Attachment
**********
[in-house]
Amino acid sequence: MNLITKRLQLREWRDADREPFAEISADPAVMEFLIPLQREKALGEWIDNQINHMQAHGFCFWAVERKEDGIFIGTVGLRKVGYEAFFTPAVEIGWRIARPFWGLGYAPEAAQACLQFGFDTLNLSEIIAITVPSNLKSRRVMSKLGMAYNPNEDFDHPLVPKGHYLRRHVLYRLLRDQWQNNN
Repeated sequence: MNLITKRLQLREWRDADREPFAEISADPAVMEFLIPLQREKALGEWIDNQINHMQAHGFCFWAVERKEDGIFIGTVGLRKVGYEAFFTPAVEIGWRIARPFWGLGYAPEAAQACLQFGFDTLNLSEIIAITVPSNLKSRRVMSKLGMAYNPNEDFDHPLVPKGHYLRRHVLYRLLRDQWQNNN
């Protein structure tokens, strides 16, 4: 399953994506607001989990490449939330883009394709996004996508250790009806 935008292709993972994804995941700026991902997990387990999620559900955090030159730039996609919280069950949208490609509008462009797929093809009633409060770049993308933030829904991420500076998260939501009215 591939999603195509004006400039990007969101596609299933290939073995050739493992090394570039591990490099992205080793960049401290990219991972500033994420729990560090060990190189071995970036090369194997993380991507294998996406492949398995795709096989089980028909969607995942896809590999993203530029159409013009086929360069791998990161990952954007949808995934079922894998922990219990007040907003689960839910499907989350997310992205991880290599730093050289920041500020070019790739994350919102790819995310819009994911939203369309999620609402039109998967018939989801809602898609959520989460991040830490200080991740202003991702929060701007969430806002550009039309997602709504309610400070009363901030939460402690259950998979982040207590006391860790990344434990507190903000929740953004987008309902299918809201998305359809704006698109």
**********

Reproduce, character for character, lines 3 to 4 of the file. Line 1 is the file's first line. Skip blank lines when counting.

Repeated sequence: MNLITKRLQLREWRDADREPFAEISADPAVMEFLIPLQREKALGEWIDNQINHMQAHGFCFWAVERKEDGIFIGTVGLRKVGYEAFFTPAVEIGWRIARPFWGLGYAPEAAQACLQFGFDTLNLSEIIAITVPSNLKSRRVMSKLGMAYNPNEDFDHPLVPKGHYLRRHVLYRLLRDQWQNNN
């Protein structure tokens, strides 16, 4: 399953994506607001989990490449939330883009394709996004996508250790009806 935008292709993972994804995941700026991902997990387990999620559900955090030159730039996609919280069950949208490609509008462009797929093809009633409060770049993308933030829904991420500076998260939501009215 591939999603195509004006400039990007969101596609299933290939073995050739493992090394570039591990490099992205080793960049401290990219991972500033994420729990560090060990190189071995970036090369194997993380991507294998996406492949398995795709096989089980028909969607995942896809590999993203530029159409013009086929360069791998990161990952954007949808995934079922894998922990219990007040907003689960839910499907989350997310992205991880290599730093050289920041500020070019790739994350919102790819995310819009994911939203369309999620609402039109998967018939989801809602898609959520989460991040830490200080991740202003991702929060701007969430806002550009039309997602709504309610400070009363901030939460402690259950998979982040207590006391860790990344434990507190903000929740953004987008309902299918809201998305359809704006698109």